I hope that title didn't make you nervous. If you've only just started walking along the road to Being a Writer (or you're close to someone who has) it might sound like some kind of ominous warning. "Beware! Becoming a writer will turn you into a lunatic!" Relax. You don't have to wait for that to happen - that's pretty much how you qualified for the club, bwah ha haaaah...
Of course fiction writers are a bit bonkers; they have to be, to do what they do. "Come and play with me in my completely-made-up world, and meet all these people who don't actually exist, but have become my imaginary friends over the past... oooh, months now! Do you know how long it's taken me to invent all this stuff in my head - at the expense of doing so many other things in the actual, real world?"
Let's face facts here, that's not how grown-ups are encouraged to behave. It may go some way to explain why anyone who chooses to be a writer often gets The Look whenever they reveal this information to others. You know The Look I'm talking about. It implies certain words are popping into The Lookers head, like some kind of secret word-association game; words like 'deluded,' 'too lazy to get a proper job,' 'pretentious'... you get the idea. The only way to not get this Look is to be a very famous writer who's made squillions from selling their books and has legions of devoted fans across the globe - in this power and fame-obsessed world we live in, it seems you can be as deluded/lazy/pretentious as you like as long as you're all of those things and loaded. But not many writers get to sit at that highly exclusive table, so the rest of us spend much of our careers - if we're lucky - standing around the edges of the room catching the crumbs that might occasionally get tossed our way. And through it all, getting The Look.
And yet still we keep on walking down that road, which must mean we want to be there very, very much. And not just for the crumbs that fly off the famous writers' table either; if all we were after was food we could get that elsewhere with much less effort. So, if living in a world where not taking the easiest option to rake in the cash and glory is considered crazy... I guess us writers had better order our straitjackets now. Writing is meant to be hard... but secretly, that's obviously how we like it.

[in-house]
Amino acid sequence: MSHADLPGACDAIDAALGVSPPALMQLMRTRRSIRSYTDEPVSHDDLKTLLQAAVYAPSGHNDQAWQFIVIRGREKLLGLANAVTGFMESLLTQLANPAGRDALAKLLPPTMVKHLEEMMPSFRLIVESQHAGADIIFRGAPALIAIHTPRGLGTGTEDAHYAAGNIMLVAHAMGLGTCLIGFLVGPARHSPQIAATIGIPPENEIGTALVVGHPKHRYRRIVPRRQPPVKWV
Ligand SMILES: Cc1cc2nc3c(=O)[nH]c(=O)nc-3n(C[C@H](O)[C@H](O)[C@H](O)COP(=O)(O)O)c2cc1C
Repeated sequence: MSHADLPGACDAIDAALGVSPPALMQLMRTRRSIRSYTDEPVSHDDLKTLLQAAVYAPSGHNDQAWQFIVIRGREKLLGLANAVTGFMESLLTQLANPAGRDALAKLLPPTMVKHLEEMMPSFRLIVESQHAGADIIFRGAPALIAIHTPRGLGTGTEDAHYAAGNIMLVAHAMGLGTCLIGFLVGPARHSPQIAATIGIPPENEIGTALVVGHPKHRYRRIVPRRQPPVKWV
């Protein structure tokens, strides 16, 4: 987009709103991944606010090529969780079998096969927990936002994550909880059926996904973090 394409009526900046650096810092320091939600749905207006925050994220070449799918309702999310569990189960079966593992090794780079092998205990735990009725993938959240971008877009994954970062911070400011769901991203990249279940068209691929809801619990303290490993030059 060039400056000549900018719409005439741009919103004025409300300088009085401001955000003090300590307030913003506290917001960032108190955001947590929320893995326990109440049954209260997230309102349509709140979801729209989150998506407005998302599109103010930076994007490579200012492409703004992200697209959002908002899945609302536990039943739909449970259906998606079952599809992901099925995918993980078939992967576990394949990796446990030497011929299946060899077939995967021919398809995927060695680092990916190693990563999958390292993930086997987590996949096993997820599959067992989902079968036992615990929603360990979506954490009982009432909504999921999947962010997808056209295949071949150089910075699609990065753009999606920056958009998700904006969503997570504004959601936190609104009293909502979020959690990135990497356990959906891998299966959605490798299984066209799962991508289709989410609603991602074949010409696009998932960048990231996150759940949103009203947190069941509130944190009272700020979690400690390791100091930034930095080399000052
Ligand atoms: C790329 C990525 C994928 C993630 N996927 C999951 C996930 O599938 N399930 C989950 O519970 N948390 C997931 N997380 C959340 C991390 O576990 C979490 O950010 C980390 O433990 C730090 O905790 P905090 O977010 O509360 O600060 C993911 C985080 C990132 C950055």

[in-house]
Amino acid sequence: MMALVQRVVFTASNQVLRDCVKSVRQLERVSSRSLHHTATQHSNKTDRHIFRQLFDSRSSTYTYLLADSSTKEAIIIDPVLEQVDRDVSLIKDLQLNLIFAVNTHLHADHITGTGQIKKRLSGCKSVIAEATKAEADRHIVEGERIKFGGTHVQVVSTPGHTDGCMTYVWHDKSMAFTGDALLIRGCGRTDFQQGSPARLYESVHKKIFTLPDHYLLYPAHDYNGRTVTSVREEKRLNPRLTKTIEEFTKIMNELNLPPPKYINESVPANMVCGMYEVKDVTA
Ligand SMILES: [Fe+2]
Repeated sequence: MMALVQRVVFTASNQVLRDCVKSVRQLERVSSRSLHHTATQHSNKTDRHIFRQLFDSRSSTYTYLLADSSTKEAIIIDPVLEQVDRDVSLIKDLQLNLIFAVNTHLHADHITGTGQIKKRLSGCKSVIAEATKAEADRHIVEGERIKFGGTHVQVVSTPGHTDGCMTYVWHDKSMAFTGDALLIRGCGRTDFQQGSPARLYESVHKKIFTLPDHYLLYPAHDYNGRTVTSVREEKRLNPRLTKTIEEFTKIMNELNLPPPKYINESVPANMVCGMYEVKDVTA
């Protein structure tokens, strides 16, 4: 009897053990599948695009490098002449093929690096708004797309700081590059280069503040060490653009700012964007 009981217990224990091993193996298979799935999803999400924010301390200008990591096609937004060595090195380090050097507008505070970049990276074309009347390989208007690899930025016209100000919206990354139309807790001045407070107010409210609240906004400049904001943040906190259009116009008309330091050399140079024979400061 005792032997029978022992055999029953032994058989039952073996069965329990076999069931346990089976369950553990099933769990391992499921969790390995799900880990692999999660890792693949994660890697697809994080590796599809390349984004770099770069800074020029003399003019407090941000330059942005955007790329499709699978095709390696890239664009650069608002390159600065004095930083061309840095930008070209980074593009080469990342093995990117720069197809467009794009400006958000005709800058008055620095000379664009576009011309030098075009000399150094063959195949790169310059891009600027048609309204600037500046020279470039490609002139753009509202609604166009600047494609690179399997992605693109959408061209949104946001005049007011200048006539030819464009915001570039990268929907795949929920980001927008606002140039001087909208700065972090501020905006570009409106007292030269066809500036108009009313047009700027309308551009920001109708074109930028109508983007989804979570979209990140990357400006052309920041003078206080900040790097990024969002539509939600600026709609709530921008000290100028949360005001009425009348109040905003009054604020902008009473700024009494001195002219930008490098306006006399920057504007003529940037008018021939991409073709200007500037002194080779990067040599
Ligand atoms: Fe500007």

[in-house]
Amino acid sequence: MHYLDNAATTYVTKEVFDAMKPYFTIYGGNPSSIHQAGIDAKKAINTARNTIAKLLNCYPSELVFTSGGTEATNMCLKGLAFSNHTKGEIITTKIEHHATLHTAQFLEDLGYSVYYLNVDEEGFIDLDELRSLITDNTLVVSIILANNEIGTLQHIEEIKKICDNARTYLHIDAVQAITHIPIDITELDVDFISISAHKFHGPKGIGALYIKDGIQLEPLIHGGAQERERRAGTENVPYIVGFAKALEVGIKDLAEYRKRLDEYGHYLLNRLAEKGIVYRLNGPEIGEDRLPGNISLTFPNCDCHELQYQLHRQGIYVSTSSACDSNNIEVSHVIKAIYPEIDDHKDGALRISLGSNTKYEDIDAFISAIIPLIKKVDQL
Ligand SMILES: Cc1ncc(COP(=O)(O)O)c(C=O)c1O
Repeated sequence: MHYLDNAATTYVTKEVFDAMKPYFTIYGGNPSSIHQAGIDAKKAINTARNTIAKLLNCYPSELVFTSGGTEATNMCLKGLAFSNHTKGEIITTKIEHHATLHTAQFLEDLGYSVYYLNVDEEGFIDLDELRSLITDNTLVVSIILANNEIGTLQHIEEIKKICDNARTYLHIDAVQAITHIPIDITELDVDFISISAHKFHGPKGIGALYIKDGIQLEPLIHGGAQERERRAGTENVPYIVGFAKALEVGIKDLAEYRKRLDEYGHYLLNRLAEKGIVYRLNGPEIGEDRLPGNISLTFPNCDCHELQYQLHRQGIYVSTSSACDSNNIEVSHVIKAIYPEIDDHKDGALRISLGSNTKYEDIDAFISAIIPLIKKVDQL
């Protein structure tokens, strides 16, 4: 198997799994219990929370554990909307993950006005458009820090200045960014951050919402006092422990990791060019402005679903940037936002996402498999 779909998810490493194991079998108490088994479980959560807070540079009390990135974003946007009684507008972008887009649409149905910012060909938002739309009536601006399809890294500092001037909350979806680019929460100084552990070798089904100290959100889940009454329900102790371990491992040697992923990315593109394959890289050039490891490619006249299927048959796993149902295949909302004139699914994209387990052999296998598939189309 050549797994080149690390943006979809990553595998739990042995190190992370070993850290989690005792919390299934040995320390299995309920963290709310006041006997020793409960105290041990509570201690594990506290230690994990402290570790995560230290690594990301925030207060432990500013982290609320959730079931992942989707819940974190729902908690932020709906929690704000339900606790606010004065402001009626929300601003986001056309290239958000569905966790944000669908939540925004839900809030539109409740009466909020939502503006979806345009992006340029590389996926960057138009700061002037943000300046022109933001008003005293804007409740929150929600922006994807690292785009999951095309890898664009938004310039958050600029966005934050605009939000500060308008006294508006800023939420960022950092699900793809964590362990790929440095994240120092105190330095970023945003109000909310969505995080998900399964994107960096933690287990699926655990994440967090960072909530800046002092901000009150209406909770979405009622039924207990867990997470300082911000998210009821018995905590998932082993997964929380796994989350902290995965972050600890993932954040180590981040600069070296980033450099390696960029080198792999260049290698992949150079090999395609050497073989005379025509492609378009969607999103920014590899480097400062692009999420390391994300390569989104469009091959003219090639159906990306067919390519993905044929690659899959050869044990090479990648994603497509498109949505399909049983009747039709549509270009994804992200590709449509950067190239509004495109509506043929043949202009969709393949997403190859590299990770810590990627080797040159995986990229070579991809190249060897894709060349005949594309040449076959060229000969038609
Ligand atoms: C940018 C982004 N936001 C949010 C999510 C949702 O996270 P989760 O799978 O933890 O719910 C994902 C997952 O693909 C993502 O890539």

And yeah, sometimes we're... not easy to live with. I'll grant you that one.
At least with non-writer people, if you've spent the past half-hour talking to them about something important only to realise they were tuned out and didn't hear a damn word you were saying, it'll be because they were thinking about their more worrying, real-world problems instead. With us writer-types, it's far more likely that we're stewing over people that don't exist in a land we've completely made-up. Non-writers may, for some bizarre reason, believe that such things are not of equal importance to real-world issues - and unfortunately can't be educated to the contrary (don't try, trust me - it rarely ends well.)
Sometimes we can also be inexplicably sad or grumpy - but not because of something the person actually with us in the real world has said or done. No, it's because of something an imaginary person has just pretend-said or done whilst we were skipping through its made-up world! And whilst we accept it's probably a bit irrational... that doesn't help while we're so damn choked up about it, okay? We'll be fine in a bit, don't worry - just pass us another cookie and let us work through this...
And of course there's that most notorious one; the one where we bark at anyone who comes within five feet of us while we're Working "Do NOT disturb me while I'm writing! How am I supposed to get anything done when PEOPLE KEEP INTERRUPTING ME??!" When it's blatantly obvious that we've spent the last two-and-a-half hours alternating between whimpering at a completely blank screen and forlornly checking our emails. And no, in such a situation as this, don't - just don't - ask us "how's it coming along then?" Not a good plan.
But apart from that, I'd say we're pretty low-maintenance on the whole. And, because we embrace our own craziness, we're generally more tolerant of the vast pick'n'mix of craziness exhibited by everyone else. Heck, we're even interested in it. (Admittedly because we could potentially stick it in our next book, but hey - we're still feeling the compassion - and we'd change the names and everything...)
Writers need to be crazy, so they can travel to the places everyone else is to afraid to go. Embrace your inner crazy - let it take you to your weird and wonderful places that don't exist. Because you are the tour guide for people who'd never get to those Disneylands any other way.